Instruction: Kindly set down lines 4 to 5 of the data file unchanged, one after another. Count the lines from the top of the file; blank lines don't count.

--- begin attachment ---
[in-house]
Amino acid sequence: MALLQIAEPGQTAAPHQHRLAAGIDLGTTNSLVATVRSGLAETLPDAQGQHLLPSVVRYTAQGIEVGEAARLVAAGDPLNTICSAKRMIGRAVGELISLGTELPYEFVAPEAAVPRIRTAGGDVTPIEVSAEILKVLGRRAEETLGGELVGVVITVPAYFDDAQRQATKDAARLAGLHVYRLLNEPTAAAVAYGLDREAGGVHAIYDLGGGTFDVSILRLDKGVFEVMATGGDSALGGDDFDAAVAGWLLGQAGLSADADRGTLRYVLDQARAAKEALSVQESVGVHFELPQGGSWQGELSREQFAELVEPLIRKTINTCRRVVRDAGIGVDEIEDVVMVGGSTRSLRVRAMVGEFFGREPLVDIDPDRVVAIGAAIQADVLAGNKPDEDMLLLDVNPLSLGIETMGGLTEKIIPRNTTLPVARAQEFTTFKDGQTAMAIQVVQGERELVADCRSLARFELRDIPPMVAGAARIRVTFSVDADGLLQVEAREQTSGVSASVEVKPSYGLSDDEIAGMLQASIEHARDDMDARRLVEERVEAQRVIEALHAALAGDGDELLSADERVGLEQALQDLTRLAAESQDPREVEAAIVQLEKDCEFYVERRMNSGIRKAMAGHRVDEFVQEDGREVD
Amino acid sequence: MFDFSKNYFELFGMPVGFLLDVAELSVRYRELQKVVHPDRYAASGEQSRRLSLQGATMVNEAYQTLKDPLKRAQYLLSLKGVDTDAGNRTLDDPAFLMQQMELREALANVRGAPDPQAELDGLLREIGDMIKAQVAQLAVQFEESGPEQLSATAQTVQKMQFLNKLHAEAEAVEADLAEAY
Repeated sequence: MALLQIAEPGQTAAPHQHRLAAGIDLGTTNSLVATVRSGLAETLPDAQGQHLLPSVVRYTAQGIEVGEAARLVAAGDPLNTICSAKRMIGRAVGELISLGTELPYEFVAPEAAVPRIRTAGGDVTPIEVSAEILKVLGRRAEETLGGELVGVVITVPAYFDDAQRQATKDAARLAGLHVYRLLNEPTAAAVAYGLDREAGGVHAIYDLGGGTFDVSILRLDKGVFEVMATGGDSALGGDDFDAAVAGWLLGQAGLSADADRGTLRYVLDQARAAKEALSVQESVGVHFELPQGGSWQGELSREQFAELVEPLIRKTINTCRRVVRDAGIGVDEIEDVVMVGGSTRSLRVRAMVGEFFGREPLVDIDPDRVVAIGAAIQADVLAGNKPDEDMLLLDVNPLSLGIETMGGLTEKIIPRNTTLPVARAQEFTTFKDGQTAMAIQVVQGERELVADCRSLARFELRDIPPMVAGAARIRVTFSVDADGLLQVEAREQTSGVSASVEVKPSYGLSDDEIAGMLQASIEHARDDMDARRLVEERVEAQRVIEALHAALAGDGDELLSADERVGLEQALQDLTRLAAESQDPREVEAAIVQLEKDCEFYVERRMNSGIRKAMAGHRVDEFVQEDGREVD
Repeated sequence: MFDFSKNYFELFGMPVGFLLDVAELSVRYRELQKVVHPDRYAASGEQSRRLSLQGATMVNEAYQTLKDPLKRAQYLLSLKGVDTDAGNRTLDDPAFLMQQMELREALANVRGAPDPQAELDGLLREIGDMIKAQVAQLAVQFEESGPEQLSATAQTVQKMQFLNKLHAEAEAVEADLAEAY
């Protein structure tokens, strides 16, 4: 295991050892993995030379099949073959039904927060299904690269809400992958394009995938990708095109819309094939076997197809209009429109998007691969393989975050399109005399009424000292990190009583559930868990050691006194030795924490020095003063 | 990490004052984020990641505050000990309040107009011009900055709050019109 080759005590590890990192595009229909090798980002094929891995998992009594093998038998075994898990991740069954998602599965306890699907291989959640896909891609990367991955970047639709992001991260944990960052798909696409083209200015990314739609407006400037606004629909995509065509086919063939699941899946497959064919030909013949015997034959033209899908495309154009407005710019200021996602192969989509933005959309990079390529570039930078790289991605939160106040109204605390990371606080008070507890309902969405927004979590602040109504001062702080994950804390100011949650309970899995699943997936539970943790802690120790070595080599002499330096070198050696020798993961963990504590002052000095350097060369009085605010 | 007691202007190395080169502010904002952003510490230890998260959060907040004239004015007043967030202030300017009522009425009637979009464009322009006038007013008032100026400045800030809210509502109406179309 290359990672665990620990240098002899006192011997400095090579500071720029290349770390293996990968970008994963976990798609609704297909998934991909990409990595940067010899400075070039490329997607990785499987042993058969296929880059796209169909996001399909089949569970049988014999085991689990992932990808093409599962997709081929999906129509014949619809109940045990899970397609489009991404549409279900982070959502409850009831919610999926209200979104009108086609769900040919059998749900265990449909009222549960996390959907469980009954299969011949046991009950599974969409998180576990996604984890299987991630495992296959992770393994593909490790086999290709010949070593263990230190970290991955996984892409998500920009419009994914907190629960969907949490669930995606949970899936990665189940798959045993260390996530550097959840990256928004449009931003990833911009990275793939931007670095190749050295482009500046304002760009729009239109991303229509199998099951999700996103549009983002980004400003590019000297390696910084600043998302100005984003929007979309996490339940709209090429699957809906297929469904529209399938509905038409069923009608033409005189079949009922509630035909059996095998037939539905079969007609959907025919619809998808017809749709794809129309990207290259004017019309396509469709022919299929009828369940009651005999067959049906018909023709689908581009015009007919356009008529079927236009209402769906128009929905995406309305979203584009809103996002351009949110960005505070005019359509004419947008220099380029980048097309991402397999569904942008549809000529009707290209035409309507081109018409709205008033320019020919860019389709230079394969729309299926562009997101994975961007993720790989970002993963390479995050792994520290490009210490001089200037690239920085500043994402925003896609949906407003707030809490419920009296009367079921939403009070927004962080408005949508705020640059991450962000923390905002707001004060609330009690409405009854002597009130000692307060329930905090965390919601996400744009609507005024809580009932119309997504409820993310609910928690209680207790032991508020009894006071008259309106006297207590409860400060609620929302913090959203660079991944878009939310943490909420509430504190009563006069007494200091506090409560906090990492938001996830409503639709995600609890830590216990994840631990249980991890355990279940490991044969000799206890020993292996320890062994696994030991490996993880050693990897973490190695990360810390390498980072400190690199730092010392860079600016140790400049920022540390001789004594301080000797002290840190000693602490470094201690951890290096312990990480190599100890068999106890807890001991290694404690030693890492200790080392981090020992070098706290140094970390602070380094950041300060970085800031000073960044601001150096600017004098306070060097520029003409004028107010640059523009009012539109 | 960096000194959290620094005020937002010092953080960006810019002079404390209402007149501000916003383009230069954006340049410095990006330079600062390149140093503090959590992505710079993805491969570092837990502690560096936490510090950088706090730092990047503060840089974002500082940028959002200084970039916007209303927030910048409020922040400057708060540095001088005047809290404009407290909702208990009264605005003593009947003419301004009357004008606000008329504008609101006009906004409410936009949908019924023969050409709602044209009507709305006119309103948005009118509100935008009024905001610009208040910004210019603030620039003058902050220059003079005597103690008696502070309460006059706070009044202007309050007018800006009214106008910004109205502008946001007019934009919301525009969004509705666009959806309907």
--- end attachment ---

Repeated sequence: MALLQIAEPGQTAAPHQHRLAAGIDLGTTNSLVATVRSGLAETLPDAQGQHLLPSVVRYTAQGIEVGEAARLVAAGDPLNTICSAKRMIGRAVGELISLGTELPYEFVAPEAAVPRIRTAGGDVTPIEVSAEILKVLGRRAEETLGGELVGVVITVPAYFDDAQRQATKDAARLAGLHVYRLLNEPTAAAVAYGLDREAGGVHAIYDLGGGTFDVSILRLDKGVFEVMATGGDSALGGDDFDAAVAGWLLGQAGLSADADRGTLRYVLDQARAAKEALSVQESVGVHFELPQGGSWQGELSREQFAELVEPLIRKTINTCRRVVRDAGIGVDEIEDVVMVGGSTRSLRVRAMVGEFFGREPLVDIDPDRVVAIGAAIQADVLAGNKPDEDMLLLDVNPLSLGIETMGGLTEKIIPRNTTLPVARAQEFTTFKDGQTAMAIQVVQGERELVADCRSLARFELRDIPPMVAGAARIRVTFSVDADGLLQVEAREQTSGVSASVEVKPSYGLSDDEIAGMLQASIEHARDDMDARRLVEERVEAQRVIEALHAALAGDGDELLSADERVGLEQALQDLTRLAAESQDPREVEAAIVQLEKDCEFYVERRMNSGIRKAMAGHRVDEFVQEDGREVD
Repeated sequence: MFDFSKNYFELFGMPVGFLLDVAELSVRYRELQKVVHPDRYAASGEQSRRLSLQGATMVNEAYQTLKDPLKRAQYLLSLKGVDTDAGNRTLDDPAFLMQQMELREALANVRGAPDPQAELDGLLREIGDMIKAQVAQLAVQFEESGPEQLSATAQTVQKMQFLNKLHAEAEAVEADLAEAY